John Wight analyzes the now-shaken British national identity.
To grasp the real meaning of the Dec. 12 U.K. general election result is to understand the history of a state born in mercantilism and sustained by centuries of empire and colonialism.
Allow me to explain.
The United Kingdom of Great Britain and Northern Ireland, to give the U.K. its Sunday name, is the epitome of an artificial state. It was and remains the product of the grafting together of divergent cultures, histories and national identities. At inception, this grafting together was undertaken not in the interests of its peoples but in the interests of national elites eager to take advantage of the commercial opportunities of a unified polity with added manpower and resources in an age of empire.
The venality, greed and corruption of the Scottish ruling and political class in the late 17th- early 18th century delivered the Scottish people into the arms of the union with England without their support, establishing thereby the Kingdom of Great Britain. This was reflected in the social unrest and riots that ensued in Scottish towns and cities both during the negotiations that brought into being the 1707 Act of Union, and upon its passage.
For the ruling elites of both Scotland and England the union of both parliaments into one had demonstrable commercial and strategic benefits. The former had been left bankrupt after Scotland’s failed attempt at establishing its own overseas colony in Darien (modern day Panama in Central America) in the late 17th century. In order to forestall national immiseration the need to gain access to England’s overseas colonies was thereafter considered essential.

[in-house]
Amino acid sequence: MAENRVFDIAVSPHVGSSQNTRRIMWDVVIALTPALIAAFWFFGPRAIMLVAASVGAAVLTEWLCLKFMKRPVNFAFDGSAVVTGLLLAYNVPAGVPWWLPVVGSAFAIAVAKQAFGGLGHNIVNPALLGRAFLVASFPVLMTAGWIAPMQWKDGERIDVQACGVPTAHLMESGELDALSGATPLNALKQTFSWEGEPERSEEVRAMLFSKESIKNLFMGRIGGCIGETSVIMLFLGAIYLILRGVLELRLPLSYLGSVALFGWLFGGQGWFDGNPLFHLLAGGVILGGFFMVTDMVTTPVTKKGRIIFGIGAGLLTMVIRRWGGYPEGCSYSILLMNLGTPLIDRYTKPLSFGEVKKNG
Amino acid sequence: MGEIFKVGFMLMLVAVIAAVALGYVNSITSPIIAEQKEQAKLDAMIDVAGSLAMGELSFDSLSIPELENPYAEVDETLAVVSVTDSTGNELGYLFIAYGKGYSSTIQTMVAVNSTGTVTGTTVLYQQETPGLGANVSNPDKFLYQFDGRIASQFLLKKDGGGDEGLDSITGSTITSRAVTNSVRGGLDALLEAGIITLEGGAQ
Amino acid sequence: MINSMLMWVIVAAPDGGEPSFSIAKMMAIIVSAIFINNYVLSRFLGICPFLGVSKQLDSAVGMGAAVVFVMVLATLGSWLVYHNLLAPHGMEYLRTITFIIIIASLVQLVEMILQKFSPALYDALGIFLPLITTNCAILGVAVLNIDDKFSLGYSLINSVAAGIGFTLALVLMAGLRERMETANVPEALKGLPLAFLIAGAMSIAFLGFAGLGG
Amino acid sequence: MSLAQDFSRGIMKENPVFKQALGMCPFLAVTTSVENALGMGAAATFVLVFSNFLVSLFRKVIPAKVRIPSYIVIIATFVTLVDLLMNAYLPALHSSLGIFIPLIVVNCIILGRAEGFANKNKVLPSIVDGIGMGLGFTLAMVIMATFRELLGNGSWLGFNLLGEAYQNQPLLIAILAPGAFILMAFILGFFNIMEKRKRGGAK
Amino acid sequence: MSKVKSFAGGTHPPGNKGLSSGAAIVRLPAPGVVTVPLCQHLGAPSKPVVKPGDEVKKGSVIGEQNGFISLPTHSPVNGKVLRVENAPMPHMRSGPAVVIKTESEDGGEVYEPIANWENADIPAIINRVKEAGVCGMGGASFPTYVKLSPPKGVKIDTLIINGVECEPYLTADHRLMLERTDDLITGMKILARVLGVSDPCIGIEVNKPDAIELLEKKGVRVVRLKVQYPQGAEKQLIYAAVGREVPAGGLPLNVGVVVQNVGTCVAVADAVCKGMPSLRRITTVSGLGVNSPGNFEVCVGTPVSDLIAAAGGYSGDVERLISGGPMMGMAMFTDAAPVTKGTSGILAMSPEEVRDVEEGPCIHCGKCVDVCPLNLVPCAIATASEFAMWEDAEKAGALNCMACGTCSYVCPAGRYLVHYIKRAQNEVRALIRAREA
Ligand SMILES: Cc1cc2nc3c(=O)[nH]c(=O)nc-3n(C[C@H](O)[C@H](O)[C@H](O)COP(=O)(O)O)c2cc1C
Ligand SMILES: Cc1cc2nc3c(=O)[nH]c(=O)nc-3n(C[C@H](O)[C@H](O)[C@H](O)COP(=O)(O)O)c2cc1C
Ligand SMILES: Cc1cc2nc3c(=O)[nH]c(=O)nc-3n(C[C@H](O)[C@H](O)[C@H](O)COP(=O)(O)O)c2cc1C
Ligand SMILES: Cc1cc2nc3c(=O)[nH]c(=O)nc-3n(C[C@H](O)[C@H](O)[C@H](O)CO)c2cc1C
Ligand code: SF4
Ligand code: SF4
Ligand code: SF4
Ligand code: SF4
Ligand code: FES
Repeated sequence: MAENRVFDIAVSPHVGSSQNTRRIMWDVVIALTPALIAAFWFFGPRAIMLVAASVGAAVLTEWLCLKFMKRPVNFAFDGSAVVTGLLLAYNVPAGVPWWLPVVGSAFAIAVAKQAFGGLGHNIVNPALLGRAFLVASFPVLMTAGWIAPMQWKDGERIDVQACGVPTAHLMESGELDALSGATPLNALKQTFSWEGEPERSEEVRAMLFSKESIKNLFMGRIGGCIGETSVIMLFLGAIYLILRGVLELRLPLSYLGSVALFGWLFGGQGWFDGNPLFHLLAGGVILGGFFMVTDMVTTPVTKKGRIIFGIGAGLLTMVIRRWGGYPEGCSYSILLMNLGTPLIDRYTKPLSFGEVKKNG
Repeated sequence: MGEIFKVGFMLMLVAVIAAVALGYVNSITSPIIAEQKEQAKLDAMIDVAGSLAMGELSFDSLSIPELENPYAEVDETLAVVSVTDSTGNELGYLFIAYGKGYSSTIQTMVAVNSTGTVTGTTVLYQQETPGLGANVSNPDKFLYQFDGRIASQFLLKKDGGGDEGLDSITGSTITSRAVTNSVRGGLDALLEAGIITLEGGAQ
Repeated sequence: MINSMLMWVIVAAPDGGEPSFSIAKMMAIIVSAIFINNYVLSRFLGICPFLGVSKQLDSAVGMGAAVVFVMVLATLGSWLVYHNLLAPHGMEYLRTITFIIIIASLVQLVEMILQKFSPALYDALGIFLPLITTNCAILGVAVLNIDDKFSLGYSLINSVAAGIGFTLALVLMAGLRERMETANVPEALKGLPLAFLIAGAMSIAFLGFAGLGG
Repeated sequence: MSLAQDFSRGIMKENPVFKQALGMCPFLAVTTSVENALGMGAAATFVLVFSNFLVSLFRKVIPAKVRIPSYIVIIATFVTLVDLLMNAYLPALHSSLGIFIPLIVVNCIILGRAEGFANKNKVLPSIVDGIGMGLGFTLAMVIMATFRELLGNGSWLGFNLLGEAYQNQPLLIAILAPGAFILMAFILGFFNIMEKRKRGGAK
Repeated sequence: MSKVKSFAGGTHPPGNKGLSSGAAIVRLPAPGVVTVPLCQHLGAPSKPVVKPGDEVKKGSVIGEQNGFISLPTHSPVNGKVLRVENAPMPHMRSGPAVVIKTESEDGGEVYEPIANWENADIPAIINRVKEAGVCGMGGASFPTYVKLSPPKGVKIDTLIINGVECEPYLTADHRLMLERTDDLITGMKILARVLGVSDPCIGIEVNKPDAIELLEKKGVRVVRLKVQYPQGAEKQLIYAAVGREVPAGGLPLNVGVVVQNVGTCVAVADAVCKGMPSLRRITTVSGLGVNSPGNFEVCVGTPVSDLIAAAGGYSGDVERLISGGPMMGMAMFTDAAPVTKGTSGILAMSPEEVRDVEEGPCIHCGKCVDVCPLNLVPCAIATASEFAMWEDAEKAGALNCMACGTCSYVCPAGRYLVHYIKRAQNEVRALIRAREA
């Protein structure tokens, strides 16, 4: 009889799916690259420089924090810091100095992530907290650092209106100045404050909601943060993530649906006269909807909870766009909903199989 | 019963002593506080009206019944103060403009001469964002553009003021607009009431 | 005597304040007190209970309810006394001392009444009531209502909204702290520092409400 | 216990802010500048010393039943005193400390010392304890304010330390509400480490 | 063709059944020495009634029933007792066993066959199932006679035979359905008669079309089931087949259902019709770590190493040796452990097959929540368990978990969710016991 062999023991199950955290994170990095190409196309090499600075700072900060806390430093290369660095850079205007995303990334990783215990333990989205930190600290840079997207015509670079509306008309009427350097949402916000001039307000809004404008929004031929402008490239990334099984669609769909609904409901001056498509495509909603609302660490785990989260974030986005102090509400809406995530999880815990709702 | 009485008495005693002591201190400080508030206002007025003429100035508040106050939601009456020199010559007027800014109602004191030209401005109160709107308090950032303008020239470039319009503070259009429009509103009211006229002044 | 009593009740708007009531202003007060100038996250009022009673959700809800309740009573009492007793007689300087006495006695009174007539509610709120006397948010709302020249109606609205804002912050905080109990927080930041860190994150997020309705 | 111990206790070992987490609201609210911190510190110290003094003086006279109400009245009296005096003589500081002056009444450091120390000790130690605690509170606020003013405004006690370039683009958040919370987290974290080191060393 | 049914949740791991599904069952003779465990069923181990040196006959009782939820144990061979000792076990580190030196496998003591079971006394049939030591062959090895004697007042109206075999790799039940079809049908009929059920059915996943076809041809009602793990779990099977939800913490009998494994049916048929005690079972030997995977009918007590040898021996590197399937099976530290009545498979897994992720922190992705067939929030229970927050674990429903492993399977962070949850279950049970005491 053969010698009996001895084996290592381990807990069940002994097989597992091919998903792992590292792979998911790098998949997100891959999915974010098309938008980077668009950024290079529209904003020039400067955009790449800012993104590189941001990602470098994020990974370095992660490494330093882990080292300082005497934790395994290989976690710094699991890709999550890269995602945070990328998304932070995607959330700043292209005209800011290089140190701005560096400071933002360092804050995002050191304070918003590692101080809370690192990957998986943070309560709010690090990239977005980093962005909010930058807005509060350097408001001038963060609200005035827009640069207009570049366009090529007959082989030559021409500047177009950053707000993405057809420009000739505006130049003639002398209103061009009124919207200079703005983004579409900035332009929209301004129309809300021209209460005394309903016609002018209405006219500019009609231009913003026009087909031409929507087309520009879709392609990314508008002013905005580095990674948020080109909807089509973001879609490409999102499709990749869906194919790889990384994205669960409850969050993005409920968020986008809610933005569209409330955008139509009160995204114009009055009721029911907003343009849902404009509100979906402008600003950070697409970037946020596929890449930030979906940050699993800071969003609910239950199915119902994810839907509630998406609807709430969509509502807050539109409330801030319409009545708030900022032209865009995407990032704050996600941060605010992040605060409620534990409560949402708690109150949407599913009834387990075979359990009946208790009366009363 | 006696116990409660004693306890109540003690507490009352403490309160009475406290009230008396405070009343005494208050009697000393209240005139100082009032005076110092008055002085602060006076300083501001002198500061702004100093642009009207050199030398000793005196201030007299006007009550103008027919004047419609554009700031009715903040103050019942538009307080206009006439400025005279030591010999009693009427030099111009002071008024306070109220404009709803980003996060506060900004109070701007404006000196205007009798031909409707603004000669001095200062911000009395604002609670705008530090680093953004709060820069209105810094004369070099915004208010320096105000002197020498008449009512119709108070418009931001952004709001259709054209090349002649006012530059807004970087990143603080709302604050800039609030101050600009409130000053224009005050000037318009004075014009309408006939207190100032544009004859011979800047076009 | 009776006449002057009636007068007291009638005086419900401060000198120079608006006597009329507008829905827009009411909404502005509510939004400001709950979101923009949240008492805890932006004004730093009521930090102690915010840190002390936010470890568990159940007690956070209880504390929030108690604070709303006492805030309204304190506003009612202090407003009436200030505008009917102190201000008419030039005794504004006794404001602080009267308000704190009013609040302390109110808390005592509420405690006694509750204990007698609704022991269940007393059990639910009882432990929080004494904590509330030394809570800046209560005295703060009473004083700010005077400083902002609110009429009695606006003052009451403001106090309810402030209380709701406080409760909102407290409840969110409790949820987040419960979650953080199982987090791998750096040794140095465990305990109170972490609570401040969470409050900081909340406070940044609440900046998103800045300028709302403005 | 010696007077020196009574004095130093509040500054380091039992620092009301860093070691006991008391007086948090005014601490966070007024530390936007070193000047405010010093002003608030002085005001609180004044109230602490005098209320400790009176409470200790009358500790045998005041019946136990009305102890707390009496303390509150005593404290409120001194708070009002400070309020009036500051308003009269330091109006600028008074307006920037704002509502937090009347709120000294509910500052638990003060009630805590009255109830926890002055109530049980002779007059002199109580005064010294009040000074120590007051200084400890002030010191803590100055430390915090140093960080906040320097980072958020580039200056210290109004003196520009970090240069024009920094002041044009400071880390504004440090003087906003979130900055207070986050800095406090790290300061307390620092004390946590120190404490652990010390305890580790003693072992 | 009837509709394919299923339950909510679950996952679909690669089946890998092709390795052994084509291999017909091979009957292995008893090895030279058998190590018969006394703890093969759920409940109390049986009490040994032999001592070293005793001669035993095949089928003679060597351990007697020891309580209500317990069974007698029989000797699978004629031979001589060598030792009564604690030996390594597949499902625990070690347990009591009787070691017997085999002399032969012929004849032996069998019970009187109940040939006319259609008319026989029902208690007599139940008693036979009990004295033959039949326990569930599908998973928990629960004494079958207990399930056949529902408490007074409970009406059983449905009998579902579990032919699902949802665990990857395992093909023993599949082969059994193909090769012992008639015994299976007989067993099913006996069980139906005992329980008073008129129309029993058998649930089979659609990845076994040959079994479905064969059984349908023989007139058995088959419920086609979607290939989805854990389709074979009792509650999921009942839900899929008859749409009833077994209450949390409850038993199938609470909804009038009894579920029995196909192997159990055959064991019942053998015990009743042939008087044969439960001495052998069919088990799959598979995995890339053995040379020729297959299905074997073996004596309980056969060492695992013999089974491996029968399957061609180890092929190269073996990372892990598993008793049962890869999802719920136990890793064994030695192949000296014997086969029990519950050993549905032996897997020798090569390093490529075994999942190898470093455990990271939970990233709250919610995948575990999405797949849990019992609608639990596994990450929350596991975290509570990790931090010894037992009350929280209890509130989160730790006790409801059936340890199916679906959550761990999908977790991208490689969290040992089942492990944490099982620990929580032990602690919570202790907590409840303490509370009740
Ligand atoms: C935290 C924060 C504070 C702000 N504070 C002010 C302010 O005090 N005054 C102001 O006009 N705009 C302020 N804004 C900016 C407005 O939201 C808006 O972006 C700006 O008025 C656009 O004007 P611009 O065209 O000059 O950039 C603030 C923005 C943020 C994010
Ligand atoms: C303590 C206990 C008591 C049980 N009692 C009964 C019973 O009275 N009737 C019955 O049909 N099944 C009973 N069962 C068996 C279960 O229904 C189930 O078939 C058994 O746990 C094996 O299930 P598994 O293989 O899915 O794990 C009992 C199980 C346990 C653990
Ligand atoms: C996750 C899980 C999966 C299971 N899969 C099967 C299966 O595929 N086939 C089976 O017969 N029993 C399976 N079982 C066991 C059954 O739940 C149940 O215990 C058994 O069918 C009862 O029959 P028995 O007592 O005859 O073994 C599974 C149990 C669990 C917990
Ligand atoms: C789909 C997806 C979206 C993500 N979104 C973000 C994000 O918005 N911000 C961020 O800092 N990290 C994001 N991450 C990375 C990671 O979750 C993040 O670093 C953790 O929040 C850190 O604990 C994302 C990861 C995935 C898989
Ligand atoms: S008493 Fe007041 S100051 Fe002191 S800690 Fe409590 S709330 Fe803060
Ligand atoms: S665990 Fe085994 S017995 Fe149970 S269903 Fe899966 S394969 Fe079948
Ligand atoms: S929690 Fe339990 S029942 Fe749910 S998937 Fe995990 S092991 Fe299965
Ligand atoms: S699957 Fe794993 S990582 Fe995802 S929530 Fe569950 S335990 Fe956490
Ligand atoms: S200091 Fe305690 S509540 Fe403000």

Meanwhile the English were eager to prevent the possibility of Scotland being used as a staging ground for an invasion from the north by the French in the context of the War of the Spanish Succession that raged between 1701 and 1714.
Wales, the third nation that makes up the U.K., had already been merged with England in 1536. Ireland on the other hand was a subjugated English (latterly British) colony, and was officially brought into the orbit of what would then be known as the United Kingdom of Great Britain and Ireland in 1801.
In 1922, after a prolonged national liberation struggle in Ireland, the 26 counties that make up today’s Republic of Ireland achieved dominion status before winning full independence in 1948, while the remaining six counties that make up the rest of the island of Ireland were partitioned to become what is now Northern Ireland: hence the United Kingdom of Great Britain and Northern Ireland of today.
This necessary historical detour out of the way, here is where things start to bear relevance to Brexit.
An unintended consequence of the Industrial Revolution, one that allowed Britain to go on and establish an empire which, at its height, covered a quarter of the globe, was the forging of a united working class whose unity was able to transcend national, cultural and regional differences. This working-class unity mirrored the unity of the U.K.’s ruling elites around the various semi-feudal institutions that underpin the British state — namely the monarchy, House of Lords, and a network of private schools that have reared and churned out succeeding generations of the country’s ruling class.
British working-class unity, meanwhile, was the product of the country’s heavy industries — coal mining, steel, shipbuilding, etc. — and was expressed in common economic interests and struggles against a common enemy, the bosses and owners of those industries, in the context of the trade union movement. It also began to manifest politically with the formation of the Labour Party at the start of the 20th century.
National Identity Nourished by Wars
In tandem, forged over time, was a British national identity that was nourished by the countless wars the state’s ruling elite unleashed and waged over the centuries of an empire that existed not to spread civilization and modernity to the “dark peoples” of the planet, as its proponents and apologists have always claimed, but as a juggernaut of exploitation, subjugation and oppression.